“This Qur’an is not such as can be produced by other than Allah; on the contrary it is a confirmation of (revelations) that went before it, and a fuller explanation of the Book – wherein there is no doubt – from the Lord of the worlds.” (10:37)

“Say: “In the bounty of Allah and in His mercy – in that let them rejoice”: that is better than the (wealth) they hoard.” (10:58)

As the Qur’an conveys Allah’s bounty and mercy, its revelation has a significance which will stand the test of time and which will remain unsurpassed by any future development. It will remain the most widely read book; the human voice should bring forth its concealed melody; and the art of governance should display its splendid spectacle of social justice and harmony.

Carl Sagan offers another perspective on human history and it refers to three stages too. He says in his book, Cosmos, talking about extra-terrestrial intelligent beings and their tentative presence. “Might they somehow have an inkling of the long evolutionary progression from genes to brains to libraries that has occurred on the obscure planet Earth?” The three landmarks which he prefers are genes, brains, and libraries. When he mentions ‘genes’, he may have in his mind Charles Darwin’s concept of random genetic mutation which led to the emergence of men as a new species in different parts of the world. The Qur’an refers to the advent of man too as the first stage and the presence of the word alaq or the clot of blood is indicative of the father’s and the mother’s genomes coming into balance and preserving their hereditary factors but the Qur’an makes it clear that this takes effect not as a result of random mutation but as a result of God’s role as the Creator. Ignoring other stages of creation, the Qur’an prefers the stage of alaqa here to emphasise the genetic factor. Isn’t this choice miraculous?

When Carl Sagan refers to ‘brains’, he may have in his mind Aristotle’s definition of man as a “rational animal”. This definition exalts intellect as the key to the sustained promotion of human capabilities, and development. The Qur’an prefers a verb ‘taught’ to the noun ‘brains’ that Carl Sagan uses. Teaching is directed towards the cultivation of the brains. The Qur’an presents God as the Teacher of mankind and never as a student of anybody. Carl Sagan thinks of ‘brains’ without reference to God.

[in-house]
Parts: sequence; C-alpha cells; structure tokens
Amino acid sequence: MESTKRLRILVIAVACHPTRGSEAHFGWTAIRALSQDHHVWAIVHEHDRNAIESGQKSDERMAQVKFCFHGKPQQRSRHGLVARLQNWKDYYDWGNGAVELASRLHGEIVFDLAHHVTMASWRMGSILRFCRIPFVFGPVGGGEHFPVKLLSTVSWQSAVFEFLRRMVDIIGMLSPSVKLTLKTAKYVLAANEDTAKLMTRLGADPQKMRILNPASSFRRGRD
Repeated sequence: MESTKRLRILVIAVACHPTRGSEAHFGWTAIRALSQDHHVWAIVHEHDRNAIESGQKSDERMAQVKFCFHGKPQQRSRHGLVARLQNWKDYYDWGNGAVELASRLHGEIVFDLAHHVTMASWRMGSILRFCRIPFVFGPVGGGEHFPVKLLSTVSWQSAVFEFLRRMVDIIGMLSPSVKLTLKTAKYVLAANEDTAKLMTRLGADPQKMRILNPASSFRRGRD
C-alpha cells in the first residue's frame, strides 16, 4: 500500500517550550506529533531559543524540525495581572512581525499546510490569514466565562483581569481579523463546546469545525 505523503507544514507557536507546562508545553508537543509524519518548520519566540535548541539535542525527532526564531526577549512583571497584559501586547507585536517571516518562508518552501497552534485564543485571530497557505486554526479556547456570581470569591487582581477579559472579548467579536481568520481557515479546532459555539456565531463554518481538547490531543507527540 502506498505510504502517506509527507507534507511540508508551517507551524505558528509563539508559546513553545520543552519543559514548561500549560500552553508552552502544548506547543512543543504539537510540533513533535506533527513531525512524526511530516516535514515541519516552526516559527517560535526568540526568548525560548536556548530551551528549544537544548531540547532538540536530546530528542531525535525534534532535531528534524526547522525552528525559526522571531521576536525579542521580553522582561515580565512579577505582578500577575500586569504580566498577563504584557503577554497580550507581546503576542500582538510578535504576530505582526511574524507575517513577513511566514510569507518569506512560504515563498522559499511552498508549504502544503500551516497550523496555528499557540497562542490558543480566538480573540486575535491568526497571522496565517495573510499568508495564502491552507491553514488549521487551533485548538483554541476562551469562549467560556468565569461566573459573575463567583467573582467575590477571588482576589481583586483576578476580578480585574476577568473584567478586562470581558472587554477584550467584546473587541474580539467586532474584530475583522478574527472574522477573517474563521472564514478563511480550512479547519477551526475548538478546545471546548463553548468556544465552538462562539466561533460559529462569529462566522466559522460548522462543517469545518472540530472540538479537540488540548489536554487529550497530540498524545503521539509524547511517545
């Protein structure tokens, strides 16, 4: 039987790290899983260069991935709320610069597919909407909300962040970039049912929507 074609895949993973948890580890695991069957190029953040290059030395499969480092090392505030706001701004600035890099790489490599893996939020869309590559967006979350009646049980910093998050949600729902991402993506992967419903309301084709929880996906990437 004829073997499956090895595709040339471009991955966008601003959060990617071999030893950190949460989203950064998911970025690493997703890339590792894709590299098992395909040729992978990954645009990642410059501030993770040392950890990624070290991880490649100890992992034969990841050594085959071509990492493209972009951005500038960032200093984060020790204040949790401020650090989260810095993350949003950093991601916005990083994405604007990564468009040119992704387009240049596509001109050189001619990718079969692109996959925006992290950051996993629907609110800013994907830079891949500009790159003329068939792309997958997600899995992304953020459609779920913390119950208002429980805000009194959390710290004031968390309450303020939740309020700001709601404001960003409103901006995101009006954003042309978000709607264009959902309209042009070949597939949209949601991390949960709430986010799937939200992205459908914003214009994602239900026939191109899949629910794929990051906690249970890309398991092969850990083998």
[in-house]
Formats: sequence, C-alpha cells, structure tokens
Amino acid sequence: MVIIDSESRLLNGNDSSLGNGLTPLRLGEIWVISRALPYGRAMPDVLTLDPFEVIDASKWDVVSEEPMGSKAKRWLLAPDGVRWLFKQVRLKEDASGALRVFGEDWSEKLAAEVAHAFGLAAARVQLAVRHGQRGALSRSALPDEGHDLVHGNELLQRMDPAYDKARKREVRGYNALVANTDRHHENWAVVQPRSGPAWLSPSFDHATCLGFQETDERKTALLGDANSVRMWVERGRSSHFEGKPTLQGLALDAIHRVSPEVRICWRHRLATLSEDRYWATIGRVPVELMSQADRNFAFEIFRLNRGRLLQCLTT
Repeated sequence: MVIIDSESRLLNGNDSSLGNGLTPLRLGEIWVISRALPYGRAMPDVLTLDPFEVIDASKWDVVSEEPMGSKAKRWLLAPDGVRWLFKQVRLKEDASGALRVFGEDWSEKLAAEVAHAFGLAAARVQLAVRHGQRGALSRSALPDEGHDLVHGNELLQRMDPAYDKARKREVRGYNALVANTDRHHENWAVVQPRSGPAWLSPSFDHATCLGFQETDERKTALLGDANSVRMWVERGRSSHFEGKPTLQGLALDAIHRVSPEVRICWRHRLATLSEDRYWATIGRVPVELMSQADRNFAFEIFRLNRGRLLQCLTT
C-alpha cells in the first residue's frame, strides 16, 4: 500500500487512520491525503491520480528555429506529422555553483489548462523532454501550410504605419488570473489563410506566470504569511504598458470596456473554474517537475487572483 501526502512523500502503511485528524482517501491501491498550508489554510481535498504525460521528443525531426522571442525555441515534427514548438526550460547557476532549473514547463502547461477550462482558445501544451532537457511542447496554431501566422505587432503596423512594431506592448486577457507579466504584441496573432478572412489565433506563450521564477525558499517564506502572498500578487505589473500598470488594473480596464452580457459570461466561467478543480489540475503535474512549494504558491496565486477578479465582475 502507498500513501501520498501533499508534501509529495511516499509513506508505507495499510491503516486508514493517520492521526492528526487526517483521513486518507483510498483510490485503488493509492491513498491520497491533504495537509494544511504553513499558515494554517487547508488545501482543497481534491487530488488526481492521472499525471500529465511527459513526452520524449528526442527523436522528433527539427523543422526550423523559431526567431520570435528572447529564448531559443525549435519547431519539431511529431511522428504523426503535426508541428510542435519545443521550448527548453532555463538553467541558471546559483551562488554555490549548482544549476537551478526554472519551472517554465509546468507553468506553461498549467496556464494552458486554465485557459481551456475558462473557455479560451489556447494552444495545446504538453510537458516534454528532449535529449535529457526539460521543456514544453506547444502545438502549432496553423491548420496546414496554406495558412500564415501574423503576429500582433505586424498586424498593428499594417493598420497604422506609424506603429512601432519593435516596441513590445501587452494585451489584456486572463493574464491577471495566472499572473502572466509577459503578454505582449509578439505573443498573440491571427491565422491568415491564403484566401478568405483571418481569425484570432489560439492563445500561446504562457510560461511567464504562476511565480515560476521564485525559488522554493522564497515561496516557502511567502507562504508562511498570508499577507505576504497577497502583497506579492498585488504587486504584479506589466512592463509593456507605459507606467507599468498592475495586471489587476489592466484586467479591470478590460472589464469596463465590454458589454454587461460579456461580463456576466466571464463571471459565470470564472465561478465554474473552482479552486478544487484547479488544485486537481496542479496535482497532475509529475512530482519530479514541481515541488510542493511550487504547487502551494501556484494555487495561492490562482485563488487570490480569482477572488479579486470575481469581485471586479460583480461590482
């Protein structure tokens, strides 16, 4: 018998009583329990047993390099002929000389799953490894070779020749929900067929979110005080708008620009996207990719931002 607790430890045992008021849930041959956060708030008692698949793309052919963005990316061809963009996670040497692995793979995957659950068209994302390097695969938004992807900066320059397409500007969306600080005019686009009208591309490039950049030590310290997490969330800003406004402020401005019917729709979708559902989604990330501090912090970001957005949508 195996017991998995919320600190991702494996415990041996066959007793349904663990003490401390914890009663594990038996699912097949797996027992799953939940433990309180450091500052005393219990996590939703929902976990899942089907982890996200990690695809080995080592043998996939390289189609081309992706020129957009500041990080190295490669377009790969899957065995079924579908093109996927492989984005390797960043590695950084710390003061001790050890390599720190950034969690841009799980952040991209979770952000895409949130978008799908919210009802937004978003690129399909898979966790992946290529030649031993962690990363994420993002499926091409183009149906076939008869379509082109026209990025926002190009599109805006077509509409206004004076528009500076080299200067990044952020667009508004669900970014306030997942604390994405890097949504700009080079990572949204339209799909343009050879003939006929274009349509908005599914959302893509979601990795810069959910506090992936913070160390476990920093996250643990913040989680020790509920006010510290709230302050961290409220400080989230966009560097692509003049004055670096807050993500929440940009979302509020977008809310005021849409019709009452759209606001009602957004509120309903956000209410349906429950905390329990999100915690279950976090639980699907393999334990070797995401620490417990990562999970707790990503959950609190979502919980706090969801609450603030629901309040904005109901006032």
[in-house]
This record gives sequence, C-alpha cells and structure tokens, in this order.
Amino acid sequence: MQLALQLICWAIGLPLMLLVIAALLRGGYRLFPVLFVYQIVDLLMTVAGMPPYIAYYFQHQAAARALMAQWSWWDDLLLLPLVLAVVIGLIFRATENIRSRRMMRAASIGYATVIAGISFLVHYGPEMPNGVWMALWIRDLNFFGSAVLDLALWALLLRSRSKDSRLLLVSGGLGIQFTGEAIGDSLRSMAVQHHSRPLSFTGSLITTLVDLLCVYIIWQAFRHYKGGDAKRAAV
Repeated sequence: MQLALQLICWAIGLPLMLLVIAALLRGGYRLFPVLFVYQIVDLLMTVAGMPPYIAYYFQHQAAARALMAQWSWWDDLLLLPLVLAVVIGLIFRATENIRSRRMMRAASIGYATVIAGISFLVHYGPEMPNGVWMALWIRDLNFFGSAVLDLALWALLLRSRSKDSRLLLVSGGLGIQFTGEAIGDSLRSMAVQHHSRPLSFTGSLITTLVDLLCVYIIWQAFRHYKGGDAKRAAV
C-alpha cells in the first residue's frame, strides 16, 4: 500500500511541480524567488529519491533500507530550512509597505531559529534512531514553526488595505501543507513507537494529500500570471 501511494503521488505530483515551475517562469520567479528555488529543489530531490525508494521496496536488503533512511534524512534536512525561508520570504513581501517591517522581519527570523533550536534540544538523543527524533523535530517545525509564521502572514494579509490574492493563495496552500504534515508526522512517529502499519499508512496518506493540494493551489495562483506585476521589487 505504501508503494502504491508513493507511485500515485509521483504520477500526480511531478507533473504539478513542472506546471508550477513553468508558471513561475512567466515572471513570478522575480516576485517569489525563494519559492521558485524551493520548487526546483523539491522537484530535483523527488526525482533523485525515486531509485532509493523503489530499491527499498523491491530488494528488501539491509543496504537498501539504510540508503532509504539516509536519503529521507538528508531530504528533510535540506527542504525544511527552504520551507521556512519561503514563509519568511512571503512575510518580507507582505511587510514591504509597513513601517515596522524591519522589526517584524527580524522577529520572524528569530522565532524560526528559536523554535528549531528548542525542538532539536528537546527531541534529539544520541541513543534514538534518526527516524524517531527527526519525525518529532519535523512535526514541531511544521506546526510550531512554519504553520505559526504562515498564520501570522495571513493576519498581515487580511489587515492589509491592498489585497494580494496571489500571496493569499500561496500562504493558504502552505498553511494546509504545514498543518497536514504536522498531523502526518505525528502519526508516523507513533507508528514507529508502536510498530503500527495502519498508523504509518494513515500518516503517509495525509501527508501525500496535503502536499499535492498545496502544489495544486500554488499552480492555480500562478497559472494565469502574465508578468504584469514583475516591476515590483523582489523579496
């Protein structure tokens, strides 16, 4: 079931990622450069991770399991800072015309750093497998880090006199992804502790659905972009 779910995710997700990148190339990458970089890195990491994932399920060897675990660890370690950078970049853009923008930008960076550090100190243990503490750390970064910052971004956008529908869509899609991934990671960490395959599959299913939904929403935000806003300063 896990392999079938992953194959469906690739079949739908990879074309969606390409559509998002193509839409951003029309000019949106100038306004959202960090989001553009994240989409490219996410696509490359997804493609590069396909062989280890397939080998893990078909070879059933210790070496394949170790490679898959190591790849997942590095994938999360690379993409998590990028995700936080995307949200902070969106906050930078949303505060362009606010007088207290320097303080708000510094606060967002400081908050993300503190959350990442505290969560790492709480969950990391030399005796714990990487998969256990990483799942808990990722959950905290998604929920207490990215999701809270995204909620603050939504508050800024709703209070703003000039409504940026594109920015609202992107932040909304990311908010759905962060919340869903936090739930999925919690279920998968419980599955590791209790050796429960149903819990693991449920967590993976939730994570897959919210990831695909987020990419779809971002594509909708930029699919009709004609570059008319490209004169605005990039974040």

When Carl Sagan refers to the ‘libraries’, he may have in his mind the outcome of the cultivation, education and enlightenment of the brains. The libraries preserve and store this outcome and make it accessible to posterity, advancing and enriching thereby this outcome. What Carl Sagan calls ‘libraries’ is anticipated by the use of the term qalam / the pen, the mechanism which makes the emergence of libraries possible.

Carl Sagan : 1. Genes 2. Brains  3. Libraries

The Qur’an : 1. Alaq / clot of blood 2. Allama / taught 3. Qalam / pen

Carl Sagan The Qur’an

1. Genes 1. Alaq / clot of blood

2. Brains  2. Allama / taught

3. Libraries 3. Qalam / pen

The chart above shows how the first revelation of the Qur’an anticipated in a miraculous manner Carl Sagan’s interpretation of human history and his definition of modern progress.  The supremacy of the Qur’anic approach to human history lies in its emphasis on the role of God and of the scriptures with special reference to the Qur’an. It is unfortunate that such a brilliant astro-physicist denied himself the blessings of the Qur’an and died in such a state.

Besides dealing with science and history, the first revelation deals with the theory of education too. God is presented as the teachers’ Teacher who prescribes the syllabus, describes the instructional objectives, chooses the scriptures, selects and appoints the Messengers as teachers who have to elevate humanity to a high level of intellectual enlightenment and ethical excellence.

According to educationists, there are three components of the human personality and they are known as the cognitive, the psycho-motor and the affective. These components are taken care of as follows:

Cognitive component: Knowledge of the name of the Lord, Knowledge of His attributes, Teachings of God, removal of ignorance.